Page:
In this delightful film from Italian filmmaker Tizza Covi and Austrian filmmaker Rainer Frimmel, we follow lion-tamer Tairo and contortionist Wendy through the backstage life of the modern circus. As a man who makes his living playing with lions and tigers, Tairo is somewhat superstitious, and possesses a number of charms to keep him safe, none of which he values more than the iron bar bent into a horseshoe by former Mr. Universe Arthur Robin. When his iron bar is stolen, Tairo fears he won’t be able to do his act anymore, so he sets out on the road to try to track down Arthur Robin and see if the aging strongman can’t bend him another charm. Mister Universo is Covi and Frimmel’s third film about the circus, and stars real-life circus performers playing themselves. Shot documentary style, this richly observed gem is the kind of revelation that makes film festivals so exciting.

Dates: 4:30 p.m. Tuesday, April 25; 9:50 p.m. Thursday, April 27.

Most Potentially Controversial Film: Austerlitz

Ukrainian filmmaker Sergei Loznitsa doesn’t like to tell the viewer what to think. In recent documentaries like Maidan (about the Euromaidan protests in Kiev) and The Event (about the attempted Soviet coup in 1991), compelling footage of the subject in question is presented without voice-over commentary. Loznitsa brings a similar approach to Austerlitz, which depicts modern-day tourists as they visit the former Nazi concentration camps at Sachsenhausen and Dachau. What makes this film so upsetting is that these tourists might as well be at Disneyworld. They are tastelessly dressed -- there's a Jurassic Park T-shirt and a shirt that says “Fucking Fuck Censorship” -- and they are taking selfies in front of the “Arbeit Macht Frei” sign and the crematoria. Now, it’s not clear what Loznitsa thinks should be done about this -- to tell us wouldn’t be his style -- but Austerlitz makes a compelling argument about the need for a change in how we engage with the physical remnants of the Holocaust at a time when the last living witnesses are passing away.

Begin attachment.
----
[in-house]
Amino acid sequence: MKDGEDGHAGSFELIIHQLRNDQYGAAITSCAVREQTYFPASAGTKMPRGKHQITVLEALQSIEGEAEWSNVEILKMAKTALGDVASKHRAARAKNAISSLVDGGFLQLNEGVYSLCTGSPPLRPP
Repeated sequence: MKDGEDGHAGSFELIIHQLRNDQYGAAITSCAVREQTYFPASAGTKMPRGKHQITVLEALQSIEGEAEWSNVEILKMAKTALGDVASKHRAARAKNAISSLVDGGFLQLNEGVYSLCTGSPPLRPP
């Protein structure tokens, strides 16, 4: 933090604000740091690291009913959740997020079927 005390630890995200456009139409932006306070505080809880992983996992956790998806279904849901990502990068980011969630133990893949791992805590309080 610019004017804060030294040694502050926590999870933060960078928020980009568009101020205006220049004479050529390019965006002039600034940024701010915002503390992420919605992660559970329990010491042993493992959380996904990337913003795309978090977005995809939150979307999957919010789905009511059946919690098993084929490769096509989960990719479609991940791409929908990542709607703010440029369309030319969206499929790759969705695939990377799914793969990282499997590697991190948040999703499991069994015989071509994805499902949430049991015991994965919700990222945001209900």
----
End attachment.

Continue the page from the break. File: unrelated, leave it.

Dates: 2:15 p.m. Thursday, April 20; 1 p.m. Monday, April 24; 4:50 p.m. Wednesday, April 26.

Most Exciting Genre Film: Daguerreotype

Japanese master Kiyoshi Kurosawa has been making his distinctive brand of horror film since the early ‘90s: atmospheric, understated, low on jump scares but high on existential dread, and engaged with social issues in a way that never feels preachy. Daguerreotype, set in France, is his first film outside Japan. It follows Jean (Tahar Rahim of A Prophet fame) as he begins an apprenticeship with Stephane, an obsessive photographer who believes that only the anachronistic 19th century daguerreotypes constitute “true” photography. But for a man whose emotional life is so thoroughly stranded in the past, where does he find the mysterious model for his modern daguerreotypes? And who is the shadowy woman whose presence subtly suggests itself to Jean whenever he enters Stephane’s creepy old studio? (And, as is often the case in this kind of film, has Jean never seen a horror movie before?) These and other questions will be kind of answered in this thoughtful and engrossing French outing from Kurosawa.

Dates: 7 p.m. Tuesday, April 18; 4:25 p.m. Sunday, April 23; 9:40 p.m. Thursday April 27.

Most Dynamic Duo: The Unknown Girl

Since the late ‘90s, brothers Luc and Jean-Pierre Dardenne have become more or less the international face of Belgian cinema. Deeply politically engaged, and with an austerity that raises comparisons with French master Robert Bresson, the Dardennes have become increasingly well-known in the U.S. with films like The Kid with a Bike and Two Days, One Night. Their first new feature since the latter, The Unknown Girl tells the spare and incisive story of Dr. Jenny Davin, who becomes obsessed with the case of an African immigrant (the “unknown girl” of the title) who dies under dubious circumstances while Davin is on duty, prompting the usually aloof doctor to begin an increasingly emotionally involved investigation of the girl and her death. The Unknown Girl is a stellar new entry in their already distinguished filmography.

Dates: 4:30 p.m. Friday, April 14; 7:25 p.m. Saturday, April 22.